He had earned his domain through loyalty and self-sacrifice to his brother. No less than six times had he been to court and charged with running a disorderly house. He had spent small insubstantial periods in prison, though nothing of consequence. His convenient admissions of guilt to the police had kept Ken out of prison. For this, Ken gave Lucien in return, the Old Compton business. Lucien was overwhelmed with such generosity and elevated the already heroic status of Ken to new heights. In reality the police raided Old Compton too often. It had become more of a liability than a business for Ken.
This was where Lucien differed from Ken. Old Compton was a means to make money for Ken, where to Lucien it was a source of adventure. When the local council shut the business down because of lack of planning permission for the cubicles, Lucien replaced the fixed cubicles with curtains. The business was back up and running in a single day. When the Fire Inspector closed the business down because the curtains were a fire hazard. Lucien replaced the curtains with prefabricated cubicles, again all in a single day. Beating the authorities was a game to Lucien where it was a chore and a hindrance to Ken.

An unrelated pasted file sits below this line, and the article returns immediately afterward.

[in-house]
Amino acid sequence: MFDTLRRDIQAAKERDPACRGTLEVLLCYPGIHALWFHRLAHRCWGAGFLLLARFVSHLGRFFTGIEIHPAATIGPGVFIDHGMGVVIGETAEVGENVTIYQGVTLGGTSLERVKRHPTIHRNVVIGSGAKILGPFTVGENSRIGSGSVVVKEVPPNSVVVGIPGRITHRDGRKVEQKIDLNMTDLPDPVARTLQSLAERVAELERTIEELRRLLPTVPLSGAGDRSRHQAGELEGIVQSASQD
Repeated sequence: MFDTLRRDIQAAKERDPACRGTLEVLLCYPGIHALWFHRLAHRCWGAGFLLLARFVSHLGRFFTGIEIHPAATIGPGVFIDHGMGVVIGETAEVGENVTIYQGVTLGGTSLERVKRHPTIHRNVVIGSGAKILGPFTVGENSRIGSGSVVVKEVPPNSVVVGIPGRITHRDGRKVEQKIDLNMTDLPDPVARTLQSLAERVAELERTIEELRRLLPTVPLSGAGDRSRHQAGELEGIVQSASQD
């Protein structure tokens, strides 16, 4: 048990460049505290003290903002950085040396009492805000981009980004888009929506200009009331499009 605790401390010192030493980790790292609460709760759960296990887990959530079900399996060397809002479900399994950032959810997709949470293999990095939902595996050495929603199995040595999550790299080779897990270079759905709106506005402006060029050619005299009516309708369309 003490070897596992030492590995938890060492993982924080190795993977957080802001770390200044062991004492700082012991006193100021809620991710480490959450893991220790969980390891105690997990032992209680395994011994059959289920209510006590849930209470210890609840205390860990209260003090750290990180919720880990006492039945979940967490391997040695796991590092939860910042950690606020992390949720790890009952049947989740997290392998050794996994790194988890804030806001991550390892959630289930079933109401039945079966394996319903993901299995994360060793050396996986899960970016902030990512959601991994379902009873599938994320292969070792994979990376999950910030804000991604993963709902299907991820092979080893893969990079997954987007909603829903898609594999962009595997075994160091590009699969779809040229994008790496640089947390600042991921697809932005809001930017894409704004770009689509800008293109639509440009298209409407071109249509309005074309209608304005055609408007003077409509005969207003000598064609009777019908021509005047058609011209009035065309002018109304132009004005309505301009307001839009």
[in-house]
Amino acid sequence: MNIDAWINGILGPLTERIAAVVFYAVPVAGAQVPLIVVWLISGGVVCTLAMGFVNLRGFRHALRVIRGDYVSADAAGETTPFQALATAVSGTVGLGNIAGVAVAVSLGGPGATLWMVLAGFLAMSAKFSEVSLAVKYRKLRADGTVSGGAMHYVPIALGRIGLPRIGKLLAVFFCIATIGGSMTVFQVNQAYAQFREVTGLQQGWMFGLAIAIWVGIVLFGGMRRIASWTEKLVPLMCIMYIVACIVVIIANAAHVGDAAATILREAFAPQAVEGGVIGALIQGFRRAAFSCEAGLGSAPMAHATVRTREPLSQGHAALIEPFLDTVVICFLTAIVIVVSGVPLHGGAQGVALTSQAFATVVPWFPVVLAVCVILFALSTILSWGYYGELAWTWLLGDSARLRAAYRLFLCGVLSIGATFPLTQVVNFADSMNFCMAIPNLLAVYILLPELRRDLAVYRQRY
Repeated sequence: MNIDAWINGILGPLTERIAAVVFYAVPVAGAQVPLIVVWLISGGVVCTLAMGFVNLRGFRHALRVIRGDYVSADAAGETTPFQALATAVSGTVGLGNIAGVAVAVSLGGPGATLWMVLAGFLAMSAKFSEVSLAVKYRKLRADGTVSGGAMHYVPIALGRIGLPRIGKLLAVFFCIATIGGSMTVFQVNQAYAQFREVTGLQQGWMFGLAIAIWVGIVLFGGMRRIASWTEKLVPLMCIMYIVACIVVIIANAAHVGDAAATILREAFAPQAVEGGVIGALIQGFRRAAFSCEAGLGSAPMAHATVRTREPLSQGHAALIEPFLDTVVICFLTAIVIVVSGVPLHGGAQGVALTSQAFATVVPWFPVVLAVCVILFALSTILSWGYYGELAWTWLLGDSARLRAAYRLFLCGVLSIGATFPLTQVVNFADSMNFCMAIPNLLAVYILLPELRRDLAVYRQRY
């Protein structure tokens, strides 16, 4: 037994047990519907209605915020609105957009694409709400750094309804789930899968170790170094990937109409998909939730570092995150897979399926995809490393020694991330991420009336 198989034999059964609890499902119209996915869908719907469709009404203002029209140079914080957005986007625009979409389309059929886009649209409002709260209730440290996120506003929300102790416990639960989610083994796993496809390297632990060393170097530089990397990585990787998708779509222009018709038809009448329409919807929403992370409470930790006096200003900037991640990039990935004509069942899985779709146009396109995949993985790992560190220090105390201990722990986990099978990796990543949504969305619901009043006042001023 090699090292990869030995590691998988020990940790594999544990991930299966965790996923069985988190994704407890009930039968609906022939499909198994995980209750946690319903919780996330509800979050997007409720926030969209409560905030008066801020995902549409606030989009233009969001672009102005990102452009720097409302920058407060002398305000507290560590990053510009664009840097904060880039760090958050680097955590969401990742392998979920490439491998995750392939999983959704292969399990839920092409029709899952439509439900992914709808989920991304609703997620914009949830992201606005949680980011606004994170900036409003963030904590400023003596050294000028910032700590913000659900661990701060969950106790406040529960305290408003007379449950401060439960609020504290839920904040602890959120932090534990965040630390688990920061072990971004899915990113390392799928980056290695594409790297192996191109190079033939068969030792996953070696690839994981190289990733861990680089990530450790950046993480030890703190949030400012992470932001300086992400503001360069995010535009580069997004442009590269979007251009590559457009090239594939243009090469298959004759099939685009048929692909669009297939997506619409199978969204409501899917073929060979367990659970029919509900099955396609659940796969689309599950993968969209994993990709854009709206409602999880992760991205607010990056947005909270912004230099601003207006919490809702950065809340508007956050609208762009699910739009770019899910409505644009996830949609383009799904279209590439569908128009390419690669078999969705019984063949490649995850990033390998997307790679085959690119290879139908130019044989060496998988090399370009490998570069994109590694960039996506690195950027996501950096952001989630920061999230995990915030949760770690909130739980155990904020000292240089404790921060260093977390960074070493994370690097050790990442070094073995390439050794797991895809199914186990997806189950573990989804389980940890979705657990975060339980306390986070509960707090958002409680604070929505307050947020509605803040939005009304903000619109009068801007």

Lucien’s hobby of peddling Es was another reason Ken wanted Lucien off his back. Old Compton was a means to this end. Ken disapproved of his brother’s dabbling in drugs. It brought added dangers to the business. The police weren’t going to overlook tabs being found on the premises. They had overlooked slightly stronger pornography than was legal. Lucien however ran the business well and an uneasy peace had now broke out between Old Compton and the authorities. The business had stabilised.